With minimising our environmental impact coming top of the list for a lot of people’s 2018 goals, there’s a lot of talk about how we can make our homes support our planet-friendly agendas more efficiently. Many of us know that as well as reducing the financial strain of our energy bills and doing our bit to become more eco, the right improvements can also add value to our homes as well. But with everything from small and simple swaps to significant structural changes possible in the name of minimising our carbon footprints, what options are available?
From the Micro….
Making your home, a greener place doesn’t have to be intimidating. You can start off with a few, easy to implement minor changes and see how you get on. These can be a great way to get started with a more environmentally-conscious ethos, they don’t require much upfront cash, and they can be a great way to test the waters and see how you feel about making more significant changes. Start by getting rid of paper towels, and cleaning or makeup removal wipes around the house.
These are a massive strain on landfill and hard to biodegrade. Look into alternatives like super absorbent microfibre tea towels, reusable makeup remover cloths and eco-friendly cleaning sprays. Next, switch up your traditional light bulbs for LED ones. They are much better for the environment, consume drastically less electricity, and one bulb will last over ten years, plus they give a much brighter light than old-style energy saving bulbs. Choose ones that offer a yellow-based light to avoid a harsh glare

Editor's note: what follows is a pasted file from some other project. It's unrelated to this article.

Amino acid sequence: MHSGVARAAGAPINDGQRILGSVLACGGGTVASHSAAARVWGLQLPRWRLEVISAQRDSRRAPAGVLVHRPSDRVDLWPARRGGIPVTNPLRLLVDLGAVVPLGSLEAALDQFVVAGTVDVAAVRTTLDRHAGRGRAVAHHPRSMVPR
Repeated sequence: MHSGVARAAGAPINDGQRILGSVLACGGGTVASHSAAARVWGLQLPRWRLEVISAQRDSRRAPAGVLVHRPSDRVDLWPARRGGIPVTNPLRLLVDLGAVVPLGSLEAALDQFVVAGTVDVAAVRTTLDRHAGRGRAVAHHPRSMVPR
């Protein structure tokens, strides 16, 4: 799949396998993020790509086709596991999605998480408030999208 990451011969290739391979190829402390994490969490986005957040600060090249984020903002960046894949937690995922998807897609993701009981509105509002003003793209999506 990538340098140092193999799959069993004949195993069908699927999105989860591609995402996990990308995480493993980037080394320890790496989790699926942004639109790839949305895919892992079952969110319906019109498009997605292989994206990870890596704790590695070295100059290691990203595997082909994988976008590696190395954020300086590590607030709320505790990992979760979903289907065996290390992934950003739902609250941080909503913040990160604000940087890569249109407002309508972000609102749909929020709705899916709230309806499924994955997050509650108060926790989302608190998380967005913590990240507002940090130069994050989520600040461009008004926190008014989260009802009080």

…to the Medium…
If you’ve made all the simple swaps you can think of, and want to make bigger changes, is it time to redecorate? Your choices here can be eco. First of all, choose your pain carefully. Most mainstream paints contain Volatile Organic Compounds, a solvent to help the paint spread. This combines with other airborne chemicals and continues to give off the harmful gas for a few years. You can now shop for planet-friendlier ‘zero VOC’ paints in a range of colour options. When replacing furniture, consider upcycling. Antiques are a far better quality than flimsy flat pack kits and can be picked up at the moment for a fraction of their true value. If you must buy new, look for certified sustainably harvested wood options, such as bamboo.
…to the Macro
If its time for a more significant commitment, there are lots of projects to tackle. Find out about tax relief incentives to install solar power, and you could find yourself selling energy back to the electricity companies! If you have a large garden, investigate personal water boreholes that reduce your carbon emissions. Also look into installing high-efficiency windows, and you could gain back up to 40% of lost heat and turn the thermostat down permanently. Installing low-flow toilets and showerheads can also reduce water use and are just as efficient. You can also look at re-insulating your home with spray-on external claddings that hold in heat.